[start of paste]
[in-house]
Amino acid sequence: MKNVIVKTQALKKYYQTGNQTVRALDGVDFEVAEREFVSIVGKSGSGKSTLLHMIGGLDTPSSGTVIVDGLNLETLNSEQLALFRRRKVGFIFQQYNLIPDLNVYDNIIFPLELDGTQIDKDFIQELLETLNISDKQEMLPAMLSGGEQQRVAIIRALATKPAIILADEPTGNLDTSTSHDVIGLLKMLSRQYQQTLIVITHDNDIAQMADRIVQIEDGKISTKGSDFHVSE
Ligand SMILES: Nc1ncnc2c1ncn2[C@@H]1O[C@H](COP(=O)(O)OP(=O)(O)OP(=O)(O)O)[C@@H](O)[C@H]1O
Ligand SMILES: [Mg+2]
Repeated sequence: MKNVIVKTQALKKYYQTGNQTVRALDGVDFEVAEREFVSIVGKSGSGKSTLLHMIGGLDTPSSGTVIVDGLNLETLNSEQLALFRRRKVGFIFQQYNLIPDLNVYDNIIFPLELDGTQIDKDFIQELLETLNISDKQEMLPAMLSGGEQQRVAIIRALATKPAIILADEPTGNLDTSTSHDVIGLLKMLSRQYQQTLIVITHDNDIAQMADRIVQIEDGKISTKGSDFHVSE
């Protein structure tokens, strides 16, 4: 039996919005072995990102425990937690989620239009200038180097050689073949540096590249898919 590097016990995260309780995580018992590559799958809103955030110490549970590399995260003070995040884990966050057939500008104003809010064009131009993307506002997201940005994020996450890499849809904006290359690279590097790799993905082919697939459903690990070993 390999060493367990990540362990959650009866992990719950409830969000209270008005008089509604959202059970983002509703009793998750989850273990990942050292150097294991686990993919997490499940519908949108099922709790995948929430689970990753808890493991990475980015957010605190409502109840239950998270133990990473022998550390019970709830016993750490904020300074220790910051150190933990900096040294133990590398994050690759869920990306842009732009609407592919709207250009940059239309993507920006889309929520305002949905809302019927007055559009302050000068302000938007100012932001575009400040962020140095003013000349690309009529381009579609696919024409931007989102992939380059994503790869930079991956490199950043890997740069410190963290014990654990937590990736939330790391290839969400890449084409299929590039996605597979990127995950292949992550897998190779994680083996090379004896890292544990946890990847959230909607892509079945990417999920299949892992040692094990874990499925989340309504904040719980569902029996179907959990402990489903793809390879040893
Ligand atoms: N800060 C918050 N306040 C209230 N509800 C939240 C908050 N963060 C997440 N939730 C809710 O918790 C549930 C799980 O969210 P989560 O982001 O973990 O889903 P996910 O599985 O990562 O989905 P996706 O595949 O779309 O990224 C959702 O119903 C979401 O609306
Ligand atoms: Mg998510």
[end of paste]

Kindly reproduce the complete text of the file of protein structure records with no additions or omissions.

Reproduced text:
[in-house]
Amino acid sequence: MKNVIVKTQALKKYYQTGNQTVRALDGVDFEVAEREFVSIVGKSGSGKSTLLHMIGGLDTPSSGTVIVDGLNLETLNSEQLALFRRRKVGFIFQQYNLIPDLNVYDNIIFPLELDGTQIDKDFIQELLETLNISDKQEMLPAMLSGGEQQRVAIIRALATKPAIILADEPTGNLDTSTSHDVIGLLKMLSRQYQQTLIVITHDNDIAQMADRIVQIEDGKISTKGSDFHVSE
Ligand SMILES: Nc1ncnc2c1ncn2[C@@H]1O[C@H](COP(=O)(O)OP(=O)(O)OP(=O)(O)O)[C@@H](O)[C@H]1O
Ligand SMILES: [Mg+2]
Repeated sequence: MKNVIVKTQALKKYYQTGNQTVRALDGVDFEVAEREFVSIVGKSGSGKSTLLHMIGGLDTPSSGTVIVDGLNLETLNSEQLALFRRRKVGFIFQQYNLIPDLNVYDNIIFPLELDGTQIDKDFIQELLETLNISDKQEMLPAMLSGGEQQRVAIIRALATKPAIILADEPTGNLDTSTSHDVIGLLKMLSRQYQQTLIVITHDNDIAQMADRIVQIEDGKISTKGSDFHVSE
């Protein structure tokens, strides 16, 4: 039996919005072995990102425990937690989620239009200038180097050689073949540096590249898919 590097016990995260309780995580018992590559799958809103955030110490549970590399995260003070995040884990966050057939500008104003809010064009131009993307506002997201940005994020996450890499849809904006290359690279590097790799993905082919697939459903690990070993 390999060493367990990540362990959650009866992990719950409830969000209270008005008089509604959202059970983002509703009793998750989850273990990942050292150097294991686990993919997490499940519908949108099922709790995948929430689970990753808890493991990475980015957010605190409502109840239950998270133990990473022998550390019970709830016993750490904020300074220790910051150190933990900096040294133990590398994050690759869920990306842009732009609407592919709207250009940059239309993507920006889309929520305002949905809302019927007055559009302050000068302000938007100012932001575009400040962020140095003013000349690309009529381009579609696919024409931007989102992939380059994503790869930079991956490199950043890997740069410190963290014990654990937590990736939330790391290839969400890449084409299929590039996605597979990127995950292949992550897998190779994680083996090379004896890292544990946890990847959230909607892509079945990417999920299949892992040692094990874990499925989340309504904040719980569902029996179907959990402990489903793809390879040893
Ligand atoms: N800060 C918050 N306040 C209230 N509800 C939240 C908050 N963060 C997440 N939730 C809710 O918790 C549930 C799980 O969210 P989560 O982001 O973990 O889903 P996910 O599985 O990562 O989905 P996706 O595949 O779309 O990224 C959702 O119903 C979401 O609306
Ligand atoms: Mg998510």